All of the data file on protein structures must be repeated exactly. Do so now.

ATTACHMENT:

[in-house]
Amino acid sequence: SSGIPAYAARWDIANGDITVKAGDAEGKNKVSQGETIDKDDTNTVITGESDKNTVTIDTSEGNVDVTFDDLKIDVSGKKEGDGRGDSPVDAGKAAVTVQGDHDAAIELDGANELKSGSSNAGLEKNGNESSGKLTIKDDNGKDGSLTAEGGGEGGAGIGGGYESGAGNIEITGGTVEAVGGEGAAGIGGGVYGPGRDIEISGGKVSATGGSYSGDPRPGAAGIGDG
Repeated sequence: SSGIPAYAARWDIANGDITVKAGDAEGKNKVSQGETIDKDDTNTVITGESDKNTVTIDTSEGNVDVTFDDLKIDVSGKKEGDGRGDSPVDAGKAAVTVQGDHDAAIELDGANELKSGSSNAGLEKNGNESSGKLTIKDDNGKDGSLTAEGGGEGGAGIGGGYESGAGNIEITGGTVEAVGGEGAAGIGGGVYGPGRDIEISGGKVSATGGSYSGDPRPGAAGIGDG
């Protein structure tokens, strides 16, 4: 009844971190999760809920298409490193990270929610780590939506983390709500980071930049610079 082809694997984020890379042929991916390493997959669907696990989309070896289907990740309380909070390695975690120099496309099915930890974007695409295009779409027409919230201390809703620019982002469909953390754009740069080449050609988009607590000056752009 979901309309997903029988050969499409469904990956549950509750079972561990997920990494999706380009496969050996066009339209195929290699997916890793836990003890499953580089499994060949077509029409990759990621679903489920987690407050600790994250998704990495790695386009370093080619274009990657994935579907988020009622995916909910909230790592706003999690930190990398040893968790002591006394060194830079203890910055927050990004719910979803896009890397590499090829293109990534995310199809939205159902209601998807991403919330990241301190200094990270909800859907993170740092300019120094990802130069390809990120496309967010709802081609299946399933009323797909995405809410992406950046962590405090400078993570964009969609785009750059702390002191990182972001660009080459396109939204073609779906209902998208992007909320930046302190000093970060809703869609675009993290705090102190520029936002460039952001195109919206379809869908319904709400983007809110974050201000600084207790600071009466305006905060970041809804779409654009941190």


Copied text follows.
[in-house]
Amino acid sequence: SSGIPAYAARWDIANGDITVKAGDAEGKNKVSQGETIDKDDTNTVITGESDKNTVTIDTSEGNVDVTFDDLKIDVSGKKEGDGRGDSPVDAGKAAVTVQGDHDAAIELDGANELKSGSSNAGLEKNGNESSGKLTIKDDNGKDGSLTAEGGGEGGAGIGGGYESGAGNIEITGGTVEAVGGEGAAGIGGGVYGPGRDIEISGGKVSATGGSYSGDPRPGAAGIGDG
Repeated sequence: SSGIPAYAARWDIANGDITVKAGDAEGKNKVSQGETIDKDDTNTVITGESDKNTVTIDTSEGNVDVTFDDLKIDVSGKKEGDGRGDSPVDAGKAAVTVQGDHDAAIELDGANELKSGSSNAGLEKNGNESSGKLTIKDDNGKDGSLTAEGGGEGGAGIGGGYESGAGNIEITGGTVEAVGGEGAAGIGGGVYGPGRDIEISGGKVSATGGSYSGDPRPGAAGIGDG
């Protein structure tokens, strides 16, 4: 009844971190999760809920298409490193990270929610780590939506983390709500980071930049610079 082809694997984020890379042929991916390493997959669907696990989309070896289907990740309380909070390695975690120099496309099915930890974007695409295009779409027409919230201390809703620019982002469909953390754009740069080449050609988009607590000056752009 979901309309997903029988050969499409469904990956549950509750079972561990997920990494999706380009496969050996066009339209195929290699997916890793836990003890499953580089499994060949077509029409990759990621679903489920987690407050600790994250998704990495790695386009370093080619274009990657994935579907988020009622995916909910909230790592706003999690930190990398040893968790002591006394060194830079203890910055927050990004719910979803896009890397590499090829293109990534995310199809939205159902209601998807991403919330990241301190200094990270909800859907993170740092300019120094990802130069390809990120496309967010709802081609299946399933009323797909995405809410992406950046962590405090400078993570964009969609785009750059702390002191990182972001660009080459396109939204073609779906209902998208992007909320930046302190000093970060809703869609675009993290705090102190520029936002460039952001195109919206379809869908319904709400983007809110974050201000600084207790600071009466305006905060970041809804779409654009941190």